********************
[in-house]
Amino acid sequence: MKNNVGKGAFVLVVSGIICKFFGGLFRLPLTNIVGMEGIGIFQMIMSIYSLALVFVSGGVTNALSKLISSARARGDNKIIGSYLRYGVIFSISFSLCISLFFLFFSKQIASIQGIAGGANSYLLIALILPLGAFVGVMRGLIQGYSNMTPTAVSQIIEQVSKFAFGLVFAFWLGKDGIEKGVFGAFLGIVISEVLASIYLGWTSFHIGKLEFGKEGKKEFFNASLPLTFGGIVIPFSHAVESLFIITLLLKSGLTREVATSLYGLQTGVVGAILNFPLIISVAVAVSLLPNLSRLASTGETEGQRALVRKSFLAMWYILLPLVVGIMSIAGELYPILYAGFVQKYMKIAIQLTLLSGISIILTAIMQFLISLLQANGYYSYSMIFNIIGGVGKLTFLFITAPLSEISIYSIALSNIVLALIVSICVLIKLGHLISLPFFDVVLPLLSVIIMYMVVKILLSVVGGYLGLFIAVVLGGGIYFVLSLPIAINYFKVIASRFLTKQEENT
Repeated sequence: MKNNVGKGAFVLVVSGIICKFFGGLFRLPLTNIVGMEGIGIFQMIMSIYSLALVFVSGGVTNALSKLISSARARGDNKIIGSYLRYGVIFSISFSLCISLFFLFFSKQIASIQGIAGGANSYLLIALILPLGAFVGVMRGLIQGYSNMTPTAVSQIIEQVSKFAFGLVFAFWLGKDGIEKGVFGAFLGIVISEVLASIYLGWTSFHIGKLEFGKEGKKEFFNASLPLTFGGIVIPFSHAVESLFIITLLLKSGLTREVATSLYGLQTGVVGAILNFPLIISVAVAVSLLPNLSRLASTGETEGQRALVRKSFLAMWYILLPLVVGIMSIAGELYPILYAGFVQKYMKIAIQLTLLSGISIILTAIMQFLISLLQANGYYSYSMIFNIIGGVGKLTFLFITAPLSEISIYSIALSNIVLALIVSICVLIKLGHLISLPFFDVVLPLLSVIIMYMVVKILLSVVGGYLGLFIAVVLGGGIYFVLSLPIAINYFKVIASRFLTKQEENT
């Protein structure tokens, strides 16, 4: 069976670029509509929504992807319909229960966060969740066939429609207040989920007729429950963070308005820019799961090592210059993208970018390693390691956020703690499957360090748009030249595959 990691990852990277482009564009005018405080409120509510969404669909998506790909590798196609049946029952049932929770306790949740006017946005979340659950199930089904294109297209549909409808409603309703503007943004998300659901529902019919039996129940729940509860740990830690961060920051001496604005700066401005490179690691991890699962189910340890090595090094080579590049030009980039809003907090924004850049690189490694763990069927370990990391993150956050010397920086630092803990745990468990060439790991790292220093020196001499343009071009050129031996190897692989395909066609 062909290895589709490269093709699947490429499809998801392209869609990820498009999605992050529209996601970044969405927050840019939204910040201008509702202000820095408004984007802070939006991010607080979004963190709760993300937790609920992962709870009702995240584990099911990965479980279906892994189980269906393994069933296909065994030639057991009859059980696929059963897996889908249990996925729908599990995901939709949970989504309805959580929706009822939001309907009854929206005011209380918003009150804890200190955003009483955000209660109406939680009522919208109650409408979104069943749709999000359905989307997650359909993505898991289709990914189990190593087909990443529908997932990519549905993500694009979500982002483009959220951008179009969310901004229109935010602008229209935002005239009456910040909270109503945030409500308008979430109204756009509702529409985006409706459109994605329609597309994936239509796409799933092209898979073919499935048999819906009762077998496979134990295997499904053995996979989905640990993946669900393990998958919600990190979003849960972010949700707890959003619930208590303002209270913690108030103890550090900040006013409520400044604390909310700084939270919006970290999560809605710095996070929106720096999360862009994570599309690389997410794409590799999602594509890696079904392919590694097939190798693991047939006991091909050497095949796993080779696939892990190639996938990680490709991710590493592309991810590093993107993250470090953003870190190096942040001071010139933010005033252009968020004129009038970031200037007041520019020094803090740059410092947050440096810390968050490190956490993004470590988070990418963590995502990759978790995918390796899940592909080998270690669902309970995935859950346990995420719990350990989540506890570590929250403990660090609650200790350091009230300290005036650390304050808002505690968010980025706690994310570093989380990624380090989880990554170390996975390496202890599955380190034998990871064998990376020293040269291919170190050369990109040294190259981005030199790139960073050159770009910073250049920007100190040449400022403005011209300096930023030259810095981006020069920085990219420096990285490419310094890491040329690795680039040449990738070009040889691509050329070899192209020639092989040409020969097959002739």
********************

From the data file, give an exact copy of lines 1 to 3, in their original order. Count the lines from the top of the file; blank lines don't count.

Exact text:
[in-house]
Amino acid sequence: MKNNVGKGAFVLVVSGIICKFFGGLFRLPLTNIVGMEGIGIFQMIMSIYSLALVFVSGGVTNALSKLISSARARGDNKIIGSYLRYGVIFSISFSLCISLFFLFFSKQIASIQGIAGGANSYLLIALILPLGAFVGVMRGLIQGYSNMTPTAVSQIIEQVSKFAFGLVFAFWLGKDGIEKGVFGAFLGIVISEVLASIYLGWTSFHIGKLEFGKEGKKEFFNASLPLTFGGIVIPFSHAVESLFIITLLLKSGLTREVATSLYGLQTGVVGAILNFPLIISVAVAVSLLPNLSRLASTGETEGQRALVRKSFLAMWYILLPLVVGIMSIAGELYPILYAGFVQKYMKIAIQLTLLSGISIILTAIMQFLISLLQANGYYSYSMIFNIIGGVGKLTFLFITAPLSEISIYSIALSNIVLALIVSICVLIKLGHLISLPFFDVVLPLLSVIIMYMVVKILLSVVGGYLGLFIAVVLGGGIYFVLSLPIAINYFKVIASRFLTKQEENT
Repeated sequence: MKNNVGKGAFVLVVSGIICKFFGGLFRLPLTNIVGMEGIGIFQMIMSIYSLALVFVSGGVTNALSKLISSARARGDNKIIGSYLRYGVIFSISFSLCISLFFLFFSKQIASIQGIAGGANSYLLIALILPLGAFVGVMRGLIQGYSNMTPTAVSQIIEQVSKFAFGLVFAFWLGKDGIEKGVFGAFLGIVISEVLASIYLGWTSFHIGKLEFGKEGKKEFFNASLPLTFGGIVIPFSHAVESLFIITLLLKSGLTREVATSLYGLQTGVVGAILNFPLIISVAVAVSLLPNLSRLASTGETEGQRALVRKSFLAMWYILLPLVVGIMSIAGELYPILYAGFVQKYMKIAIQLTLLSGISIILTAIMQFLISLLQANGYYSYSMIFNIIGGVGKLTFLFITAPLSEISIYSIALSNIVLALIVSICVLIKLGHLISLPFFDVVLPLLSVIIMYMVVKILLSVVGGYLGLFIAVVLGGGIYFVLSLPIAINYFKVIASRFLTKQEENT